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Wednesday, May 1, 2019

The Paranormal Phenomena Thomas Huxley Was Afraid to Look At

Thomas Huxley was a nineteenth century writer who is remembered as “Darwin's bulldog.” Not much of an original thinker, Huxley excelled at debate. He was just the type of pushy pitchman that a rather retiring person like Darwin needed to sell his ideas. Nowadays if someone is asked to remember a quote by Huxley, he or she will be most likely to remember the quote below:

Sit down before fact as a little child, be prepared to give up every preconceived notion, follow humbly wherever and to whatever abysses nature leads, or you shall learn nothing. I have only begun to learn content and peace of mind since I have resolved at all risks to do this.”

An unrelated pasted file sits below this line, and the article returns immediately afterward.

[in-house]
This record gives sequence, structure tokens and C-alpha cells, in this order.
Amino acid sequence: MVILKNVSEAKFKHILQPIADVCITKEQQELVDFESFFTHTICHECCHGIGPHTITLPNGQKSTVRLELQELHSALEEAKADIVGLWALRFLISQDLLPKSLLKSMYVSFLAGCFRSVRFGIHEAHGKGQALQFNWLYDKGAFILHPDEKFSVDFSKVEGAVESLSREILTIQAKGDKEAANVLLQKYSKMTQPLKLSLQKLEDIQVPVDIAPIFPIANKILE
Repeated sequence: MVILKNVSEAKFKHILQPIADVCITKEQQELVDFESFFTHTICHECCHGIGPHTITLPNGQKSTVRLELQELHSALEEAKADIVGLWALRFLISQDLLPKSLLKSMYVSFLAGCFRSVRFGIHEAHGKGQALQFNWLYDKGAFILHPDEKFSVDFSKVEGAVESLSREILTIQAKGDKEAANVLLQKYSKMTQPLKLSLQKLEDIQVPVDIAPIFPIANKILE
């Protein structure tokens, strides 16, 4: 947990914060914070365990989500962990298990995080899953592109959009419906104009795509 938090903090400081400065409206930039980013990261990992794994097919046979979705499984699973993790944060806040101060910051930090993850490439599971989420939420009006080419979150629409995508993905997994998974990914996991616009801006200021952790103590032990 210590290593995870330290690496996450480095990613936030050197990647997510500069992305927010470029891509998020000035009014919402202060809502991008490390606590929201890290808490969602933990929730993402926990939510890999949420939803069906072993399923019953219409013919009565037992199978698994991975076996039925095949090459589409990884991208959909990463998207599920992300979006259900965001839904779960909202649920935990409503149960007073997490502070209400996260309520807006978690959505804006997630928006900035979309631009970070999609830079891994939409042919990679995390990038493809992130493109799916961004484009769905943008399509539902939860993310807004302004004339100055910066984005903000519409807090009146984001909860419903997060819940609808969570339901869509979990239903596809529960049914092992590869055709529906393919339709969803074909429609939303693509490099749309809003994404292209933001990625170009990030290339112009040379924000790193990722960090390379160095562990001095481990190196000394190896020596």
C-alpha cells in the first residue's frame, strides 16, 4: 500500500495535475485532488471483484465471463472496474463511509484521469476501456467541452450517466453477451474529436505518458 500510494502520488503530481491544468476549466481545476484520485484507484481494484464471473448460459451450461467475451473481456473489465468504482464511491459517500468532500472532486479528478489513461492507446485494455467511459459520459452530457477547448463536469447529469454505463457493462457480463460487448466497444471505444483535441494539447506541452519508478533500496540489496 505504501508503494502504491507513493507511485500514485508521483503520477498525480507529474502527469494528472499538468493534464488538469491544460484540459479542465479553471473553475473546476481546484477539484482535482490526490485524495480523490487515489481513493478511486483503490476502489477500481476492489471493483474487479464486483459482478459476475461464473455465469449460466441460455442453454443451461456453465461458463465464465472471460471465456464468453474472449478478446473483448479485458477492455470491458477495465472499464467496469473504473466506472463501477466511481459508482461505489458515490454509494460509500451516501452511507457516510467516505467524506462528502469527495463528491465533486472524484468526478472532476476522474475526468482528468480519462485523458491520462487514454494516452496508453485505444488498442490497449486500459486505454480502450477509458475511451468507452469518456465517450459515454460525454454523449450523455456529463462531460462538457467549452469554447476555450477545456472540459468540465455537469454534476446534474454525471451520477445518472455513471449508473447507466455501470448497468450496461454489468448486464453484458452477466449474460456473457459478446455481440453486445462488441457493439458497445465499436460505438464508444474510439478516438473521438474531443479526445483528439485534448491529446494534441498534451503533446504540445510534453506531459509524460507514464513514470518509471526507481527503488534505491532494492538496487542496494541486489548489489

But it seems that it was hypocritical for Huxley to have made such a statement. For at a very important point in his life, when he was asked to join a committee investigating phenomena contrary to his preconceived notions, Huxley refused to participate. He acted like the church officials of Galileo's time who supposedly refused to look through the telescope of Galileo.

The story of the committee in question is well told in Chapter VIII of the book “Mysterious Psychic Forces” by the famous astronomer Camille Flammarion (a fascinating book that it is well worth reading in its entirety). The committee was formed by the Dialectical Society of London, founded in 1867. In January 1869 the society resolved, “That the Council be requested to appoint a Committee in conformity with Bye-law VII., to investigate the Phenomena alleged to be Spiritual Manifestations, and to report thereon.” The committee formed consisted of twenty-seven persons, most of whom were skeptical of paranormal claims.